Unchartered territory: What the post-pandemic economy will look like is a mystery

Markets and economists are debating the implications of another surge in US inflation to levels last seen a quarter of a century ago but the dilemma confronting investors and policymakers is whether that has any relevance within economic settings that are unprecedented in the post-war period.

When the US CPI is released on Thursday it is expected to reveal that headline inflation has spiked from 4.2 per cent in April – already the highest number since 2008 – to 4.7 per cent in May. Core inflation, excluding food and energy prices, is expected to rise from 3 per cent – the highest since 1995 – to 3.4 per cent, the highest level recorded since 1993.

Inflation fears have global sharemarkets on edge. Credit:AP

Would that matter? The US Federal Reserve Board and other policymakers say it doesn’t. They argue that the spike in inflation is transitory, a response to the disruption generated by the worst of the pandemic impacts last year.

It will pass, they say, as supply chain bottlenecks, school closures and pandemic-induced caution among the unemployed gradually resolve themselves as the vaccination rates increase and businesses gradually return to normal operations.

That sanguine view of the inflation numbers was buttressed by last Friday’s weaker-than-expected US jobs data. While employment grew by 559,000 that was well short of expectations and left the US with about 7.5 million few employed than it had pre-pandemic.

At the same time, however, US employers are reporting difficulties in attracting workers despite increasing wages, particularly for lower-paid jobs in leisure and hospitality. That could relate to the continuing effects of COVID-19 on the risk-aversion of potential workers, continuing school closures in some states and the boost that lower-paid in particular received from generous relief payments.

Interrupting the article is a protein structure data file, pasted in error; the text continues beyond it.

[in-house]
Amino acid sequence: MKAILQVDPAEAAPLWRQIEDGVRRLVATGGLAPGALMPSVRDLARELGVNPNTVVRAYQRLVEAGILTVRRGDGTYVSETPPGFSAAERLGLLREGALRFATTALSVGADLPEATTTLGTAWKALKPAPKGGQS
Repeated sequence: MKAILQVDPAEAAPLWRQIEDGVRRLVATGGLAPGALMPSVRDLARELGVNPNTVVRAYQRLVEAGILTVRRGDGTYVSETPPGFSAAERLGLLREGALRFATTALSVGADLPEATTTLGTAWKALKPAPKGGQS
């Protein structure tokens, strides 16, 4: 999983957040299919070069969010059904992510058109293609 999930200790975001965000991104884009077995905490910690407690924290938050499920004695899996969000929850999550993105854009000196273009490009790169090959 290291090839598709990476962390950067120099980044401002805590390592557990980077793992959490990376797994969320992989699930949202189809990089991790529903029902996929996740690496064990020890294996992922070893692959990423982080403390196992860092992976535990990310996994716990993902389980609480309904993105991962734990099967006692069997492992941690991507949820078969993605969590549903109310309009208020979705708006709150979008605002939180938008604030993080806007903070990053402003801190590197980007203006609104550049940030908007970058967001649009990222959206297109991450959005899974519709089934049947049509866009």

Responses to the inflation numbers are divided between those, like the Fed, who believe they are transitory and others, like former Treasury Secretary Larry Summers, who believe the Fed is badly underestimating the longer term effects of its own monetary stimulus when combined with the massive fiscal splurges of the Trump and Biden administrations.

Unlike 2008, when most of the heavy lifting in response to the sub-prime mortgage crisis was left to the central banks, who drove rates down close to or below zero and embarked on massive purchases of bonds and mortgages to keep them low, the pandemic has also produced an unprecedented fiscal response.

While governments did provide some stimulus in 2008 it was relatively restrained and they quickly reined it back in as the threat of a financial system implosion receded, setting the scene for quite sluggish growth – and minimal inflation – in the developed economies over the following decade.

Last year, perhaps because they were responding to a pandemic of frightening proportions with dire implications for real economic activity and ordinary individuals rather than a threat to the financial system generated by excessive risk-taking by banks (no government is eager to bail out banks from the consequences of their poor decisions), governments responded quite differently.

US Federal Reserve chairman Jerome Powell. The Fed continues to downplay inflation fears. Credit:The New York Times

They showered households and businesses directly with cash. The International Monetary Fund has estimated advanced economies have spent, on average, about six per cent of their GDP on relief programs.

What would have been unthinkable over the previous decade was made palatable, not just by the nature of the threat, but by the fact that the funding cost of the extra government debt being incurred was, thanks to the central banks, minimal.